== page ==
What springs to mind when we think of the most commonly-known stars in the night sky? Chances are, it would be stars like Sirius, Vega, Deneb, Rigel, Betelgeuse, Polaris, and Arcturus – all of which derive their names from Arabic, Greek or Latin origins. Much like the constellations, these names have been passed down from one astronomical tradition to another and were eventually adopted by the International Astronomical Union (IAU).
But what about the astronomical traditions of Earth’s many, many other cultures? Don’t the names they applied to heavens also deserve mention? According to the IAU, they do indeed! After a recent meeting by the Working Group on Star Names (WGSN), the IAU formally adopted 86 new names for stars drawn largely from the Australian Aboriginal, Chinese, Coptic, Hindu, Mayan, Polynesian, and South African peoples.
The WGSN is an international group of astronomers tasked with cataloging and standardizing the star names used by the international astronomical community. This job entails establishing IAU guidelines for the proposals and adoption of names, searching through international historical and literary sources for star names, adopting names of unique historical and cultural value, and maintaining and disseminating the official IAU star catalog.
Last year, the WGSN approved the names for 227 stars. With these latest additions, the catalog now contains the names of 313 stars. Unlike standard star catalogs containing millions or billions of stars designated using strings of letters and numbers, the IAU star catalog consists of bright stars with proper names derived from historical and cultural sources. As Eric Mamajek, chair and organizer of the WGSN, indicated in an IAU press release:
“The IAU Working Group on Star Names is researching traditional star names from cultures around the world and adopting unique names and spellings to avoid confusion in astronomical catalogues and star atlases. These names help ensure that intangible astronomical heritage from skywatchers around the world, and across the centuries, are preserved for use in an era of exoplanetary systems.”
A total of eleven Chinese star names were incorporated into the catalog, three of which are derived from the “lunar mansions” of traditional Chinese astronomy. This refers to vertical strips of the sky that act as markers for the progress of the Moon across the sky in the course of a year. In this sense, they provide a basis for the lunar calendar in the same way that the zodiac worked for Western calendars.
Two names were derived from the ancient Hindu lunar mansions as well. These stars are Revati and Bharani, which designate Zeta Piscium and 41 Arietis, respectively. In addition to being a lunar mansion, Revati was also the daughter of King Kakudmi in Hindu mythology and the consort of the God Balarama – the elder brother of Krishna. On the other hand, Bharani is the name for the second lunar mansion in Hindu astronomy and is ruled by Shurka (Venus).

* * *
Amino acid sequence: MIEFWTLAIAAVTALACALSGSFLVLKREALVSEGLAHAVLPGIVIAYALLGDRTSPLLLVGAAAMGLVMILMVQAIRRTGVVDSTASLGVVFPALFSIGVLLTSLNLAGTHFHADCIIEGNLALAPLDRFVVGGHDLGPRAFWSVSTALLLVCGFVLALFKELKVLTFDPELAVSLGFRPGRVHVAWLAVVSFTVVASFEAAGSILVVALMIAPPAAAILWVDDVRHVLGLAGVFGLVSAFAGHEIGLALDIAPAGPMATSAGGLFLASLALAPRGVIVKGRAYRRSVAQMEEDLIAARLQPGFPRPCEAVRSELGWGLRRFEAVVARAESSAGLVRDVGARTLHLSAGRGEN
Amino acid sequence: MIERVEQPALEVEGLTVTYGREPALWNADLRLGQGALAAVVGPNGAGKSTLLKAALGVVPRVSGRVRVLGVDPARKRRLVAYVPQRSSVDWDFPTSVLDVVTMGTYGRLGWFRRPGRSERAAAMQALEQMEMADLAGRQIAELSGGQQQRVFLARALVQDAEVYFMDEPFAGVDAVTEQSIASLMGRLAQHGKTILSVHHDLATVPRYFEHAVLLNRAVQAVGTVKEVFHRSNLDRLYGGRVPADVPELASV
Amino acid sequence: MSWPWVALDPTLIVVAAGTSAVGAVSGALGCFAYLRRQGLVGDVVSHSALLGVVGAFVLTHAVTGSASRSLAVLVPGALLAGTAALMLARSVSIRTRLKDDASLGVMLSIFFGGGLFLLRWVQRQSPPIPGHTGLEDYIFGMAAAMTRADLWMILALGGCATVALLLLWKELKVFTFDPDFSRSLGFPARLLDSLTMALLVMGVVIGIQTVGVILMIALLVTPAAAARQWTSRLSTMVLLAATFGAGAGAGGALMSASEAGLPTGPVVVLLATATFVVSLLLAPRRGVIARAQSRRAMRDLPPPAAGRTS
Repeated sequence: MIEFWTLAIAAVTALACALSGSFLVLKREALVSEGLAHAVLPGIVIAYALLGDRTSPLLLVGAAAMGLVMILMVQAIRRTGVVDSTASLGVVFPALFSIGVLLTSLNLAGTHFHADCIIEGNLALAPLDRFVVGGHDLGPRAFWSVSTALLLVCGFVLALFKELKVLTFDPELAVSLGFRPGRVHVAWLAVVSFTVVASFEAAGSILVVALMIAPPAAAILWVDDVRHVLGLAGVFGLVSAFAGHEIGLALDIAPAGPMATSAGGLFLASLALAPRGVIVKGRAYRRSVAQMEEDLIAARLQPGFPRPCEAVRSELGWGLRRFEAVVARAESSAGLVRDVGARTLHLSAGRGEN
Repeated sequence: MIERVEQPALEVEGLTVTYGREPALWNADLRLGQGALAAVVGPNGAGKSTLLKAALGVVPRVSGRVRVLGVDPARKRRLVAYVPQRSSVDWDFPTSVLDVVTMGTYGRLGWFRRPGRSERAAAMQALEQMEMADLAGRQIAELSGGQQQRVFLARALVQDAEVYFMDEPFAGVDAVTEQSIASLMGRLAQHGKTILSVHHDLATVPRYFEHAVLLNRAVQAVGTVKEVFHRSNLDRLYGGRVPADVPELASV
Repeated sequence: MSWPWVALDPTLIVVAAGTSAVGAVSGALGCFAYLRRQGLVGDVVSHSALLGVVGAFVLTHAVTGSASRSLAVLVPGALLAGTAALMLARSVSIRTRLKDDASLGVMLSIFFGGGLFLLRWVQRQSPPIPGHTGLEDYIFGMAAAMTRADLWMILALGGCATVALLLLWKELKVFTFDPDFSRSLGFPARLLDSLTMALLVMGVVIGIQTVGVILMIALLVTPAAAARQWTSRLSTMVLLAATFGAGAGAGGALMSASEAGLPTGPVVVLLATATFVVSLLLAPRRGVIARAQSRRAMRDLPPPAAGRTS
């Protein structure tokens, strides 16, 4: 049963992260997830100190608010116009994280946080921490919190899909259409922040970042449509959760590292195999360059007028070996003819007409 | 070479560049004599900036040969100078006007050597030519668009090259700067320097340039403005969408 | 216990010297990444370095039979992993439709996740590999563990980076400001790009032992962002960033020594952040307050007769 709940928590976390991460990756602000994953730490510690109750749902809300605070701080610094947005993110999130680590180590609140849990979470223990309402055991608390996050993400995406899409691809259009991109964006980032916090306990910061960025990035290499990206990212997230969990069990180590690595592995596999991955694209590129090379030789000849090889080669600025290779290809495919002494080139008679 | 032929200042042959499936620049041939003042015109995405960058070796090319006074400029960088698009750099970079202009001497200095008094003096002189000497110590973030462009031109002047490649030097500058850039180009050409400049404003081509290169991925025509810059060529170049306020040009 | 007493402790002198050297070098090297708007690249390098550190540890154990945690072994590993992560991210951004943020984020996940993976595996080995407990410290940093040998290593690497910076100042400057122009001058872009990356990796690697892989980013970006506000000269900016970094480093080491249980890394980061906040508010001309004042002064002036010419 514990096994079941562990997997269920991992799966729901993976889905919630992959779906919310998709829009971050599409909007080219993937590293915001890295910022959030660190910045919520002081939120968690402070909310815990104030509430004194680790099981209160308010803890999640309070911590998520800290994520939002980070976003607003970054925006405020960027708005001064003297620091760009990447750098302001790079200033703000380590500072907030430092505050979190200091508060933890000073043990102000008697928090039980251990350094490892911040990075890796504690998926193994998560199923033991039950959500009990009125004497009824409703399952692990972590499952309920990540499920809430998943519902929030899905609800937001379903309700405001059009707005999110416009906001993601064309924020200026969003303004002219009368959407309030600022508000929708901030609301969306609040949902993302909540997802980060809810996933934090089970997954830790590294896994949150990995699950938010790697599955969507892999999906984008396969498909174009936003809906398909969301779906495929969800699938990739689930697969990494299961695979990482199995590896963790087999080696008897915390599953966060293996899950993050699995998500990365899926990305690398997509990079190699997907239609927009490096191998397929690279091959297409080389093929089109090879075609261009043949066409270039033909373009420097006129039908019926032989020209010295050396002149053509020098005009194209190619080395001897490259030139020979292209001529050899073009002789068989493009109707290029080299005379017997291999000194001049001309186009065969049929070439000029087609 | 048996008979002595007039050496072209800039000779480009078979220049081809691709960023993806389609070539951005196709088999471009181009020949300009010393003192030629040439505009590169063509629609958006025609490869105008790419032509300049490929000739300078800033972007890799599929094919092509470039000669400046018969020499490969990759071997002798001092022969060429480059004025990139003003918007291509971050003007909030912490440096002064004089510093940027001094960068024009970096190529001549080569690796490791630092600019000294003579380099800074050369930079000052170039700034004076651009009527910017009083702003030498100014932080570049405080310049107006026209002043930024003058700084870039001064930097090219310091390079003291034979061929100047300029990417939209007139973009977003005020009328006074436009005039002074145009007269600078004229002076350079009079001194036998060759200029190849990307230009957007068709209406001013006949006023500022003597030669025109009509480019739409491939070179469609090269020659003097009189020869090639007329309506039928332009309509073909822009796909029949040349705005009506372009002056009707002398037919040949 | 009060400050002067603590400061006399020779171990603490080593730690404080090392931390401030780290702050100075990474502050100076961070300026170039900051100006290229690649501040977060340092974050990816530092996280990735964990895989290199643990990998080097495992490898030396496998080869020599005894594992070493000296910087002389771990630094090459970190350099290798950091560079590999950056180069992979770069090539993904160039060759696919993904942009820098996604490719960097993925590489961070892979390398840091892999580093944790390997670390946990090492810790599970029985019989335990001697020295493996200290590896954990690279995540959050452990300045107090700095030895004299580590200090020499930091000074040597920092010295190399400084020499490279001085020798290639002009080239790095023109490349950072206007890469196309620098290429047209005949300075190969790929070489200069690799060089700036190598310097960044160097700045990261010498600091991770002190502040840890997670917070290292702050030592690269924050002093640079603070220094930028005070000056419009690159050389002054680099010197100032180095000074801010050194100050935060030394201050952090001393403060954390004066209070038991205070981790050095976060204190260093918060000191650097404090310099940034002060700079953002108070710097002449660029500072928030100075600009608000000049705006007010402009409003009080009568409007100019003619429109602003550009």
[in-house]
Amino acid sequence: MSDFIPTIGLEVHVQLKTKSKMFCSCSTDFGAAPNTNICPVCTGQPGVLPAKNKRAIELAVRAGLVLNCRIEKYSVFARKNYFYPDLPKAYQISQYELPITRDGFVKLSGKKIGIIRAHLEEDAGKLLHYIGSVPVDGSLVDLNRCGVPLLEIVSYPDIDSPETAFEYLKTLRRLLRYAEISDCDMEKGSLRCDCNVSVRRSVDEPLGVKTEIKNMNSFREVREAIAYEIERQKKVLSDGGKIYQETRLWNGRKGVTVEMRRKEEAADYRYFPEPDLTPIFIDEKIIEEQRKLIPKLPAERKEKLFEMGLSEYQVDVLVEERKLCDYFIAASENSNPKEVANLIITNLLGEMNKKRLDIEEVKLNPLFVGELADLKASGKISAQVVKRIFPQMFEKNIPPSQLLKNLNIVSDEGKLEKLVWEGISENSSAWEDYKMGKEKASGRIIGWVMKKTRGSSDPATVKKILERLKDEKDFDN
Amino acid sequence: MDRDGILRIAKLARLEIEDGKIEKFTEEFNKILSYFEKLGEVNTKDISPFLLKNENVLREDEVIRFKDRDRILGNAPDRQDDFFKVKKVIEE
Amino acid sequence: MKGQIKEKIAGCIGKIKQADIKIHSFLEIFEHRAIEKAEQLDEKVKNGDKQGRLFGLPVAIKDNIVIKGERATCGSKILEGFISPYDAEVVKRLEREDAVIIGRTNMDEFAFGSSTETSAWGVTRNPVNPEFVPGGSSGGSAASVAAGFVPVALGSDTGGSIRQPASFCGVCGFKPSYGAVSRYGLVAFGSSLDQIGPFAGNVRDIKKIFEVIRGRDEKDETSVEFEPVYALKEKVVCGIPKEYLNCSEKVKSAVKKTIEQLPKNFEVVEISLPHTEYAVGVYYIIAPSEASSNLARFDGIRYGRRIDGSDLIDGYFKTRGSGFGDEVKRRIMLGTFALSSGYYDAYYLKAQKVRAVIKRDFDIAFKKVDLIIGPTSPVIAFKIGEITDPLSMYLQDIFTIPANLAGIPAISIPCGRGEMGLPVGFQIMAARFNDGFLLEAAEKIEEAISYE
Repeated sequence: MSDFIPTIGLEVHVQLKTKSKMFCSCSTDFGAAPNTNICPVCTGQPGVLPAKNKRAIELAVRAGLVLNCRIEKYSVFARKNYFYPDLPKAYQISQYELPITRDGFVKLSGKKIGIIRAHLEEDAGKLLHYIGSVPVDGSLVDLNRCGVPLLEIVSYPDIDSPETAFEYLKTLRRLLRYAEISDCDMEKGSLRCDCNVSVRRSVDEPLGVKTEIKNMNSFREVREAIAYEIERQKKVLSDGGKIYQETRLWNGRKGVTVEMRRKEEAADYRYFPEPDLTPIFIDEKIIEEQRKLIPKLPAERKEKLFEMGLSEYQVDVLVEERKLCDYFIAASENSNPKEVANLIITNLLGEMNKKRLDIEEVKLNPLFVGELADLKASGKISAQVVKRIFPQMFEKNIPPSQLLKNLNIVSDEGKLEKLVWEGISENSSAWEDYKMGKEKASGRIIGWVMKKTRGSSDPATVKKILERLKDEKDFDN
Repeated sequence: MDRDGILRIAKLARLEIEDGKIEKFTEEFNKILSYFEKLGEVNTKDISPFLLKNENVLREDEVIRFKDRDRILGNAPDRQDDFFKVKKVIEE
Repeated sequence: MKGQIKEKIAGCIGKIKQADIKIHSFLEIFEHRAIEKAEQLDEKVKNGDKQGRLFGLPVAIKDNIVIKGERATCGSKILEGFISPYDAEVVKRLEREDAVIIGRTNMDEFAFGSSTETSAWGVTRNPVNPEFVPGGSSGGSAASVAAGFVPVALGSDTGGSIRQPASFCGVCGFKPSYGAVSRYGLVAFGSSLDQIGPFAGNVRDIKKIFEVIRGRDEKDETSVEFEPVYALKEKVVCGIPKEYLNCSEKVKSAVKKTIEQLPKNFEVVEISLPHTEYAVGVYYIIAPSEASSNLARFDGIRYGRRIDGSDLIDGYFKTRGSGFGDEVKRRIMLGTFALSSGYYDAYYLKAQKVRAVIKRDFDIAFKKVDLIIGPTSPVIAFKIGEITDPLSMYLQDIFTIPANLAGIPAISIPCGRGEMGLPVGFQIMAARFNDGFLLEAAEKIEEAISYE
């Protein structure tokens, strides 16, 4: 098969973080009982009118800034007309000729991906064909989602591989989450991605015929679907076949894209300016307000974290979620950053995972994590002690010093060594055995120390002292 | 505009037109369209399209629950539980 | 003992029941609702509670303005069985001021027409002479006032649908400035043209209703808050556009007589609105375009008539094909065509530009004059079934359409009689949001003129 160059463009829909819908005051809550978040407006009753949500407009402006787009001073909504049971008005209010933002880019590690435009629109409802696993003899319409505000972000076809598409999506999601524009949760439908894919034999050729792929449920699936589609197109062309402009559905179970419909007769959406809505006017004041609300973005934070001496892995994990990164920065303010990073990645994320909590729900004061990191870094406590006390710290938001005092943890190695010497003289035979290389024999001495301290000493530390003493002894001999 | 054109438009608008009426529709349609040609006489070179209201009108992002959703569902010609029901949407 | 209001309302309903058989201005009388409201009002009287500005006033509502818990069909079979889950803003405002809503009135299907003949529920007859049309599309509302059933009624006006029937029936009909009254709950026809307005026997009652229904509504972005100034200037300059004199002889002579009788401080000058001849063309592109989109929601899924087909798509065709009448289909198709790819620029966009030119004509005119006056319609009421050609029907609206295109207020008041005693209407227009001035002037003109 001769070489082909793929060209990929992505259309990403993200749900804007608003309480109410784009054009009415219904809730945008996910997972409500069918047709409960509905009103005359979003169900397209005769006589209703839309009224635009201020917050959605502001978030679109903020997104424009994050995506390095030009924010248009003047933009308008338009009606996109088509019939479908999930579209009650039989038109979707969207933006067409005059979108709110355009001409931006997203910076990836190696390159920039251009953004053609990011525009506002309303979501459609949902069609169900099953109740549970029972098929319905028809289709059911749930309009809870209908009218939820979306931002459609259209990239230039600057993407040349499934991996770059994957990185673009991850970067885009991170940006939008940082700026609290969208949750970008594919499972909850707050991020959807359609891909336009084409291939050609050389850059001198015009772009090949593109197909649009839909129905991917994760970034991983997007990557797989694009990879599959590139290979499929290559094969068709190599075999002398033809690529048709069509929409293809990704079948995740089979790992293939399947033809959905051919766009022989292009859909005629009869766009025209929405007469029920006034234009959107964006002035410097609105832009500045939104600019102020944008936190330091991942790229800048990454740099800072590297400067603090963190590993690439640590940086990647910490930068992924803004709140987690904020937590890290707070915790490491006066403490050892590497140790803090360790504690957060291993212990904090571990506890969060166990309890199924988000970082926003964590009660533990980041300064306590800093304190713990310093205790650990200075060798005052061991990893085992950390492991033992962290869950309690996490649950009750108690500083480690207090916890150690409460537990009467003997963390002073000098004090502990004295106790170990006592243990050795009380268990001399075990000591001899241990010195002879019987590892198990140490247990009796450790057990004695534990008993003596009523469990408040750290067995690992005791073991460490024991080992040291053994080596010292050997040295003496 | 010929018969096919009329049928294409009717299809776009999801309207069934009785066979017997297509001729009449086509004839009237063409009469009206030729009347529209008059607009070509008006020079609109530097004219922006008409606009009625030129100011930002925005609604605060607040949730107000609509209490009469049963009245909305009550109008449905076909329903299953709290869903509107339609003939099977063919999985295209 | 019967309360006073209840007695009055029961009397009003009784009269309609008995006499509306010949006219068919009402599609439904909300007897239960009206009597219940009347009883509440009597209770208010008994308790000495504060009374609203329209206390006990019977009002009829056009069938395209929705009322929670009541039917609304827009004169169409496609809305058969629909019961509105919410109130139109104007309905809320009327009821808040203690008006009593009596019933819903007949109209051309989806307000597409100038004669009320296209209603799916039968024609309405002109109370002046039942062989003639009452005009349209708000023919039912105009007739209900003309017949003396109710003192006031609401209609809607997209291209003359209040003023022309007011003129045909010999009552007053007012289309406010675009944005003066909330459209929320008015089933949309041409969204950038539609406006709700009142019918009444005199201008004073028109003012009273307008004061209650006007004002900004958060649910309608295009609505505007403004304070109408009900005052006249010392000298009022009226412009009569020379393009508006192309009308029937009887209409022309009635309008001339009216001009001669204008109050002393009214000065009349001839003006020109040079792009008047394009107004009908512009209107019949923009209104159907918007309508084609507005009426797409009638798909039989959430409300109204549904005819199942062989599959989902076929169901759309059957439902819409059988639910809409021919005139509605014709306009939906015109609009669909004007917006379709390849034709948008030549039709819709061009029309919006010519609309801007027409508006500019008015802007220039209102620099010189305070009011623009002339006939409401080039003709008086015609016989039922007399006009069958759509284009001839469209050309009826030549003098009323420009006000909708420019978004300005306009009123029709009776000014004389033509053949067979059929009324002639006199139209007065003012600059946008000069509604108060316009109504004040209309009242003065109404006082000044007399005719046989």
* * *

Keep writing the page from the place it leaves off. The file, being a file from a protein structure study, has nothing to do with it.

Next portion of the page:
Beyond the astronomical traditions of India and China, there are also two names adopted from the Khoikhoi people of South Africa and the people of Tahiti – Xamidimura and Pipirima. These names were approved for Mu¹ and Mu² Scorpii, the stars that make up a binary system located in the constellation of Scorpius. Xamidimura is derived from the Khoikhoi name for the star xami di mura – literally “eyes of the lion.”
Pipirima refers to the inseparable twins from Tahitian mythology, a boy and a girl who ran away from their parents and became stars in the night sky. Then you have the Yucatec Mayan name Chamukuy, a small bird that now designates the star Theta-2 Tauri, which is located in the Hyades star cluster in Taurus.
Four Aboriginal Australian star names were also added to the catalog, including the Wardaman names Larawag, Ginan, and Wurren and the Boorong name Unurgunite. These names now designate Epsilon Scorpii, Epsilon Crucis, Zeta Pheonicis, and Sigma Canis Majoris, respectively. Given that Aboriginal Australians have traditions that go back as far as 65,000 years, these names are some of the oldest in existence.
The brightest star to receive a new name was Alsephina, which was given to the star previously designated as Delta Velorum. The name stems from the Arabic name al-safinah (“the ship”), which refers to the ancient Greek constellation Argo Navis (the ship of the Argonauts). This name goes back to the 10th-century Arabic translation of the Almagest, which was compiled by Ptolemy in the 2nd century CE.
The new catalog also includes Barnard’s Star, a name that has been in common usage for about a century but was never an official designation. This red dwarf star, which is less than six light-years from Earth, is named after the astronomer who discovered it – Edward Emerson Barnard – in 1916. It now joins Alsafi (Sigma Draconis), Achird (Eta Cassiopeiae), and Tabit (Pi-3 Orionis) as being one of four nearby stars whose proper names were approved in 2017.
One of the hallmarks of modern astronomy is how naming conventions are moving away from traditional Western and Classical sources and broadening to become more worldly. In addition to being a more inclusive, multicultural approach, it reflects the spirit of modern astronomical research and space exploration, which is characterized by international cooperation.
Someday, assuming our progeny ever go forth and begin to colonize distant star systems, we can expect that the stars and planets they come to know will have names that reflect the diverse astronomical traditions of Earth’s many cultures.
Further Reading: IAU